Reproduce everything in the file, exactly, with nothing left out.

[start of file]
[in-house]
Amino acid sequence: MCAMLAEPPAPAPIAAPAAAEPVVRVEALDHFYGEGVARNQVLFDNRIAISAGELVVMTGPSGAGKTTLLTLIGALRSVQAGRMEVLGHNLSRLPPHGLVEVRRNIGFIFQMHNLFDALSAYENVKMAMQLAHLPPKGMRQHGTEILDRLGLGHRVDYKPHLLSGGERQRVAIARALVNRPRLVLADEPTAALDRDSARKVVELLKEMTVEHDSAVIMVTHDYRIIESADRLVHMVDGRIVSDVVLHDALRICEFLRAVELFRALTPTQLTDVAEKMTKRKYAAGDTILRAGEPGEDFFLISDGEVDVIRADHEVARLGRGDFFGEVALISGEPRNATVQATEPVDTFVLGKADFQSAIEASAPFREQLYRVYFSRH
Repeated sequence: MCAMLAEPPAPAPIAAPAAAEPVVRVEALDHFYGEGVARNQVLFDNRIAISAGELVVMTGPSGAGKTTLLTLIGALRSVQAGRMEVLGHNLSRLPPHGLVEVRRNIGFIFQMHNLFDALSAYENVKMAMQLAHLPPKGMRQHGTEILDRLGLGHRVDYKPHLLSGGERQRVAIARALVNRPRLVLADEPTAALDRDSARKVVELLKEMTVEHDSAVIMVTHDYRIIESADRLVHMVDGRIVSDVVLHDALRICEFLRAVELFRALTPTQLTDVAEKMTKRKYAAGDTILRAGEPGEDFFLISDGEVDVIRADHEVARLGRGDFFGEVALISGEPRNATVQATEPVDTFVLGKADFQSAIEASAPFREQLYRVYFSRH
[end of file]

[in-house]
Amino acid sequence: MCAMLAEPPAPAPIAAPAAAEPVVRVEALDHFYGEGVARNQVLFDNRIAISAGELVVMTGPSGAGKTTLLTLIGALRSVQAGRMEVLGHNLSRLPPHGLVEVRRNIGFIFQMHNLFDALSAYENVKMAMQLAHLPPKGMRQHGTEILDRLGLGHRVDYKPHLLSGGERQRVAIARALVNRPRLVLADEPTAALDRDSARKVVELLKEMTVEHDSAVIMVTHDYRIIESADRLVHMVDGRIVSDVVLHDALRICEFLRAVELFRALTPTQLTDVAEKMTKRKYAAGDTILRAGEPGEDFFLISDGEVDVIRADHEVARLGRGDFFGEVALISGEPRNATVQATEPVDTFVLGKADFQSAIEASAPFREQLYRVYFSRH
Repeated sequence: MCAMLAEPPAPAPIAAPAAAEPVVRVEALDHFYGEGVARNQVLFDNRIAISAGELVVMTGPSGAGKTTLLTLIGALRSVQAGRMEVLGHNLSRLPPHGLVEVRRNIGFIFQMHNLFDALSAYENVKMAMQLAHLPPKGMRQHGTEILDRLGLGHRVDYKPHLLSGGERQRVAIARALVNRPRLVLADEPTAALDRDSARKVVELLKEMTVEHDSAVIMVTHDYRIIESADRLVHMVDGRIVSDVVLHDALRICEFLRAVELFRALTPTQLTDVAEKMTKRKYAAGDTILRAGEPGEDFFLISDGEVDVIRADHEVARLGRGDFFGEVALISGEPRNATVQATEPVDTFVLGKADFQSAIEASAPFREQLYRVYFSRH